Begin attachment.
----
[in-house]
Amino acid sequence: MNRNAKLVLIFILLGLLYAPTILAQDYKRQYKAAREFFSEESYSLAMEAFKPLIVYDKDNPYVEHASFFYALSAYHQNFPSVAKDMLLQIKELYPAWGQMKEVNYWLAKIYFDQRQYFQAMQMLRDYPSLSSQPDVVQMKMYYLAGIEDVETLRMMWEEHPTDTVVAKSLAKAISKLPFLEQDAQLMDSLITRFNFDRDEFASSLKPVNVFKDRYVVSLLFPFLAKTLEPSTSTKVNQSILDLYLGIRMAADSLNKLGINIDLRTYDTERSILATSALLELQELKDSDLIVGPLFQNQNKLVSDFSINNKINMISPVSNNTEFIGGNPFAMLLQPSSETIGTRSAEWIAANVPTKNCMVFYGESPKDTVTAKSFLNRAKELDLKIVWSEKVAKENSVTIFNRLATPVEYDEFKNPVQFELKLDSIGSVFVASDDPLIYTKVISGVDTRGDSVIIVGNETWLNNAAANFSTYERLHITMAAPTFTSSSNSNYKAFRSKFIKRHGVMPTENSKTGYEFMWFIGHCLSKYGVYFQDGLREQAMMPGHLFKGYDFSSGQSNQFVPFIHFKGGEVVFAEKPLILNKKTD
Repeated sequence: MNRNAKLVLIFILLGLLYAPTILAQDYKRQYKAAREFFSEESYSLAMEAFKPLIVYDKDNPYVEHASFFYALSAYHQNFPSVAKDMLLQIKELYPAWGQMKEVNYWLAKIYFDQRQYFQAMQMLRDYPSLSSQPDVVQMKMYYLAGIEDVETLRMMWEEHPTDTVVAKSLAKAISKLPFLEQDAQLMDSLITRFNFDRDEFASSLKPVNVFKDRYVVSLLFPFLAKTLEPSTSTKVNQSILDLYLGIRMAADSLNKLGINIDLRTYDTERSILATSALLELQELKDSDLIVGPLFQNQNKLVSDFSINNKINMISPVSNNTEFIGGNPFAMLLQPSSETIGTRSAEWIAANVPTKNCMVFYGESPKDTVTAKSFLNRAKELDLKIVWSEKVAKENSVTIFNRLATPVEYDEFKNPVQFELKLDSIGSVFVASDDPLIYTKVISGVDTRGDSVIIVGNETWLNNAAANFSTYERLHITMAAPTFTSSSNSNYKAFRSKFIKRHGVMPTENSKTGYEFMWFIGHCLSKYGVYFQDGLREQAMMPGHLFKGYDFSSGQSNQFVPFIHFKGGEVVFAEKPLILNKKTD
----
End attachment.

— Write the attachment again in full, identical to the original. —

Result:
[in-house]
Amino acid sequence: MNRNAKLVLIFILLGLLYAPTILAQDYKRQYKAAREFFSEESYSLAMEAFKPLIVYDKDNPYVEHASFFYALSAYHQNFPSVAKDMLLQIKELYPAWGQMKEVNYWLAKIYFDQRQYFQAMQMLRDYPSLSSQPDVVQMKMYYLAGIEDVETLRMMWEEHPTDTVVAKSLAKAISKLPFLEQDAQLMDSLITRFNFDRDEFASSLKPVNVFKDRYVVSLLFPFLAKTLEPSTSTKVNQSILDLYLGIRMAADSLNKLGINIDLRTYDTERSILATSALLELQELKDSDLIVGPLFQNQNKLVSDFSINNKINMISPVSNNTEFIGGNPFAMLLQPSSETIGTRSAEWIAANVPTKNCMVFYGESPKDTVTAKSFLNRAKELDLKIVWSEKVAKENSVTIFNRLATPVEYDEFKNPVQFELKLDSIGSVFVASDDPLIYTKVISGVDTRGDSVIIVGNETWLNNAAANFSTYERLHITMAAPTFTSSSNSNYKAFRSKFIKRHGVMPTENSKTGYEFMWFIGHCLSKYGVYFQDGLREQAMMPGHLFKGYDFSSGQSNQFVPFIHFKGGEVVFAEKPLILNKKTD
Repeated sequence: MNRNAKLVLIFILLGLLYAPTILAQDYKRQYKAAREFFSEESYSLAMEAFKPLIVYDKDNPYVEHASFFYALSAYHQNFPSVAKDMLLQIKELYPAWGQMKEVNYWLAKIYFDQRQYFQAMQMLRDYPSLSSQPDVVQMKMYYLAGIEDVETLRMMWEEHPTDTVVAKSLAKAISKLPFLEQDAQLMDSLITRFNFDRDEFASSLKPVNVFKDRYVVSLLFPFLAKTLEPSTSTKVNQSILDLYLGIRMAADSLNKLGINIDLRTYDTERSILATSALLELQELKDSDLIVGPLFQNQNKLVSDFSINNKINMISPVSNNTEFIGGNPFAMLLQPSSETIGTRSAEWIAANVPTKNCMVFYGESPKDTVTAKSFLNRAKELDLKIVWSEKVAKENSVTIFNRLATPVEYDEFKNPVQFELKLDSIGSVFVASDDPLIYTKVISGVDTRGDSVIIVGNETWLNNAAANFSTYERLHITMAAPTFTSSSNSNYKAFRSKFIKRHGVMPTENSKTGYEFMWFIGHCLSKYGVYFQDGLREQAMMPGHLFKGYDFSSGQSNQFVPFIHFKGGEVVFAEKPLILNKKTD